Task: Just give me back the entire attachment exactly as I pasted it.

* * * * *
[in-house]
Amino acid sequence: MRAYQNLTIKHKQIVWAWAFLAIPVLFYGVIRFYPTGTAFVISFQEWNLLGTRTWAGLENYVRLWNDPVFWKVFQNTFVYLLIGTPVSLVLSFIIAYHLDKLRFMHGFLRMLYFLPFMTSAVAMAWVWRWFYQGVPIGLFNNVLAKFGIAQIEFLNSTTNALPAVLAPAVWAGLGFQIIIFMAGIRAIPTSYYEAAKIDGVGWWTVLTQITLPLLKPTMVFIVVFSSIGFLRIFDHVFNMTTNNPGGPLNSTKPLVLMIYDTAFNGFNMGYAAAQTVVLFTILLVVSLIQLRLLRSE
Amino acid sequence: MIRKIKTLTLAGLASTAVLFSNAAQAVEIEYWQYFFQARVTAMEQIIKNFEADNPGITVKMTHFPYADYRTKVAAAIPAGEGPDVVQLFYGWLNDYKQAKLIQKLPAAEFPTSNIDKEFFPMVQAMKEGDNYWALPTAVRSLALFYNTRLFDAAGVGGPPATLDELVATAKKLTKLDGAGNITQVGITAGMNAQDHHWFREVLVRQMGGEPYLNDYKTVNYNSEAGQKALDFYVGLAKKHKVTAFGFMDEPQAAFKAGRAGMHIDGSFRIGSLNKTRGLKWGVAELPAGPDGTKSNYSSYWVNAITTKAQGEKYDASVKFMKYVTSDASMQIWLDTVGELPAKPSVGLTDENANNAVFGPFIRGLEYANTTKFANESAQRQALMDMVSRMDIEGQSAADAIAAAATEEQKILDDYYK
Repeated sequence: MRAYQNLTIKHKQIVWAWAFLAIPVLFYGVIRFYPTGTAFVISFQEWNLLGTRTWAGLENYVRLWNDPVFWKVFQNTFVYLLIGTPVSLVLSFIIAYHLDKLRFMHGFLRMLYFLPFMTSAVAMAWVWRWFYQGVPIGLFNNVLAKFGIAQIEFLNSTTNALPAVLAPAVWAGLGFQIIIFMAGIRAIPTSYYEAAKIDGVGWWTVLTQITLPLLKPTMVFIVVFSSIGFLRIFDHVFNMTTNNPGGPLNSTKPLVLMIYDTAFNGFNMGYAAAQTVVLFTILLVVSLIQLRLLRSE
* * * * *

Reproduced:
[in-house]
Amino acid sequence: MRAYQNLTIKHKQIVWAWAFLAIPVLFYGVIRFYPTGTAFVISFQEWNLLGTRTWAGLENYVRLWNDPVFWKVFQNTFVYLLIGTPVSLVLSFIIAYHLDKLRFMHGFLRMLYFLPFMTSAVAMAWVWRWFYQGVPIGLFNNVLAKFGIAQIEFLNSTTNALPAVLAPAVWAGLGFQIIIFMAGIRAIPTSYYEAAKIDGVGWWTVLTQITLPLLKPTMVFIVVFSSIGFLRIFDHVFNMTTNNPGGPLNSTKPLVLMIYDTAFNGFNMGYAAAQTVVLFTILLVVSLIQLRLLRSE
Amino acid sequence: MIRKIKTLTLAGLASTAVLFSNAAQAVEIEYWQYFFQARVTAMEQIIKNFEADNPGITVKMTHFPYADYRTKVAAAIPAGEGPDVVQLFYGWLNDYKQAKLIQKLPAAEFPTSNIDKEFFPMVQAMKEGDNYWALPTAVRSLALFYNTRLFDAAGVGGPPATLDELVATAKKLTKLDGAGNITQVGITAGMNAQDHHWFREVLVRQMGGEPYLNDYKTVNYNSEAGQKALDFYVGLAKKHKVTAFGFMDEPQAAFKAGRAGMHIDGSFRIGSLNKTRGLKWGVAELPAGPDGTKSNYSSYWVNAITTKAQGEKYDASVKFMKYVTSDASMQIWLDTVGELPAKPSVGLTDENANNAVFGPFIRGLEYANTTKFANESAQRQALMDMVSRMDIEGQSAADAIAAAATEEQKILDDYYK
Repeated sequence: MRAYQNLTIKHKQIVWAWAFLAIPVLFYGVIRFYPTGTAFVISFQEWNLLGTRTWAGLENYVRLWNDPVFWKVFQNTFVYLLIGTPVSLVLSFIIAYHLDKLRFMHGFLRMLYFLPFMTSAVAMAWVWRWFYQGVPIGLFNNVLAKFGIAQIEFLNSTTNALPAVLAPAVWAGLGFQIIIFMAGIRAIPTSYYEAAKIDGVGWWTVLTQITLPLLKPTMVFIVVFSSIGFLRIFDHVFNMTTNNPGGPLNSTKPLVLMIYDTAFNGFNMGYAAAQTVVLFTILLVVSLIQLRLLRSE